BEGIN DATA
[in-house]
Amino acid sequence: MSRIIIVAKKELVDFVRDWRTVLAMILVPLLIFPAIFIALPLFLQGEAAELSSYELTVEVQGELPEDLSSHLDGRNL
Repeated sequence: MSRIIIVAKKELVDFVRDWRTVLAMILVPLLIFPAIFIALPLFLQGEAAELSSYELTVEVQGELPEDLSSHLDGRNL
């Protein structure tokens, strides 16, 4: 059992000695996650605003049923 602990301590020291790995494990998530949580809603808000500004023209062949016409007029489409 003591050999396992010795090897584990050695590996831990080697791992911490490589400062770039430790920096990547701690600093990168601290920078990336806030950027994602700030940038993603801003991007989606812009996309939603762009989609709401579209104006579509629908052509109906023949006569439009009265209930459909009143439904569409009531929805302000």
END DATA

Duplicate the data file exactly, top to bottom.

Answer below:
[in-house]
Amino acid sequence: MSRIIIVAKKELVDFVRDWRTVLAMILVPLLIFPAIFIALPLFLQGEAAELSSYELTVEVQGELPEDLSSHLDGRNL
Repeated sequence: MSRIIIVAKKELVDFVRDWRTVLAMILVPLLIFPAIFIALPLFLQGEAAELSSYELTVEVQGELPEDLSSHLDGRNL
């Protein structure tokens, strides 16, 4: 059992000695996650605003049923 602990301590020291790995494990998530949580809603808000500004023209062949016409007029489409 003591050999396992010795090897584990050695590996831990080697791992911490490589400062770039430790920096990547701690600093990168601290920078990336806030950027994602700030940038993603801003991007989606812009996309939603762009989609709401579209104006579509629908052509109906023949006569439009009265209930459909009143439904569409009531929805302000």